Streptococcus pneumoniae Colonization Disrupts the Microbial Community within the Upper Respiratory Tract of Aging Mice Academic Article uri icon

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abstract

  • Nasopharyngeal colonization by the Gram-positive bacteriumStreptococcus pneumoniaeis a prerequisite for pneumonia and invasive pneumococcal diseases. Colonization is asymptomatic, involving dynamic and complex interplay between commensals, the host immune system, and environmental factors. The elderly are at an increased risk of developing pneumonia, which might be due to changes in the respiratory microbiota that would impact bacterial colonization and persistence within this niche. We hypothesized that the composition of the upper respiratory tract (URT) microbiota changes with age and subsequently can contribute to sustained colonization and inefficient clearance ofS. pneumoniae. To test this, we used a mouse model of pneumococcal colonization to compare the composition of the URT microbiota in young, middle-aged, and old mice in the naive state and during the course of colonization using nasal pharyngeal washes. Sequencing of variable region 3 (V3) of the 16S rRNA gene was used to identify changes occurring with age and throughout the course ofS. pneumoniaecolonization. We discovered that age affects the composition of the URT microbiota and that colonization withS. pneumoniaeis more disruptive of preexisting communities in older mice. We have further shown that host-pathogen interactions followingS. pneumoniaecolonization can impact the populations of resident microbes, includingStaphylococcusandHaemophilus. Together, our findings indicate alterations to the URT microbiota could be detrimental to the elderly, resulting in increased colonization ofS. pneumoniaeand decreased efficiency in its clearance.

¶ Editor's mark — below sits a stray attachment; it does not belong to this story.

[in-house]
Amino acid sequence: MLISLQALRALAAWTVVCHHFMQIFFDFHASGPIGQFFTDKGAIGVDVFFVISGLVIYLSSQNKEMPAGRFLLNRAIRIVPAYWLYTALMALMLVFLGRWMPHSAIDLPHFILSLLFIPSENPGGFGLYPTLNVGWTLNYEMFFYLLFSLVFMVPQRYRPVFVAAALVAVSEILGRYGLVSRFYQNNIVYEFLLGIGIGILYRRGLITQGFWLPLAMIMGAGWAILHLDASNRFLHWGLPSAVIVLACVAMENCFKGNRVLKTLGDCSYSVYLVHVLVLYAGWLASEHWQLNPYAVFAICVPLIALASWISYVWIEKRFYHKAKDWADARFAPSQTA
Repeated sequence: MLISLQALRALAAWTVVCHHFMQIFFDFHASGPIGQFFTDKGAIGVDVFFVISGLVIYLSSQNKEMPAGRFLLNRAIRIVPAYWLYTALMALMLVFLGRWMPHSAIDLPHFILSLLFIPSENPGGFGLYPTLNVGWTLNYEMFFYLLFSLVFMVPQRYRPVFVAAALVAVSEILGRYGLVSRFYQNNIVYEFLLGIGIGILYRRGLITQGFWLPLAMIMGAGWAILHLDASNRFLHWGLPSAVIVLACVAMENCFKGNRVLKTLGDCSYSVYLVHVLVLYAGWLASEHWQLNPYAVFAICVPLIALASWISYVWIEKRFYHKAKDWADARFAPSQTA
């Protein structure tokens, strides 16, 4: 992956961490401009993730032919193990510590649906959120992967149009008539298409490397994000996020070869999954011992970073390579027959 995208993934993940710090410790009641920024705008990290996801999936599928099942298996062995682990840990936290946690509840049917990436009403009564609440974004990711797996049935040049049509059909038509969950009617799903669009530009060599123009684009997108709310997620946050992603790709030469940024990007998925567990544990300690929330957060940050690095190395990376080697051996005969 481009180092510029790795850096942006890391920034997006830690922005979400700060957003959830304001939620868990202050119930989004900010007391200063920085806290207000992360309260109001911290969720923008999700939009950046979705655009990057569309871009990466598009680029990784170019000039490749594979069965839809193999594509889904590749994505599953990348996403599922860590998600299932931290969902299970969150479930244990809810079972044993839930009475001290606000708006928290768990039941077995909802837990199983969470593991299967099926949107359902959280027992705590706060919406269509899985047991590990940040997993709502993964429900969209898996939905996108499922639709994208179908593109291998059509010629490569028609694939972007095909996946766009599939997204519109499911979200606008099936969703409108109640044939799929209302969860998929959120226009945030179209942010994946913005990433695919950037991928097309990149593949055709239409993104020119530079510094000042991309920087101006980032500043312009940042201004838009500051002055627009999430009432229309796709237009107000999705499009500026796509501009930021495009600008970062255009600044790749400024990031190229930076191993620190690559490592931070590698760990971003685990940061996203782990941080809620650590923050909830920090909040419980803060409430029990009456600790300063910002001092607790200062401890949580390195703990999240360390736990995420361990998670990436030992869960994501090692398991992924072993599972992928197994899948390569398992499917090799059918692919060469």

publication date

  • April 2016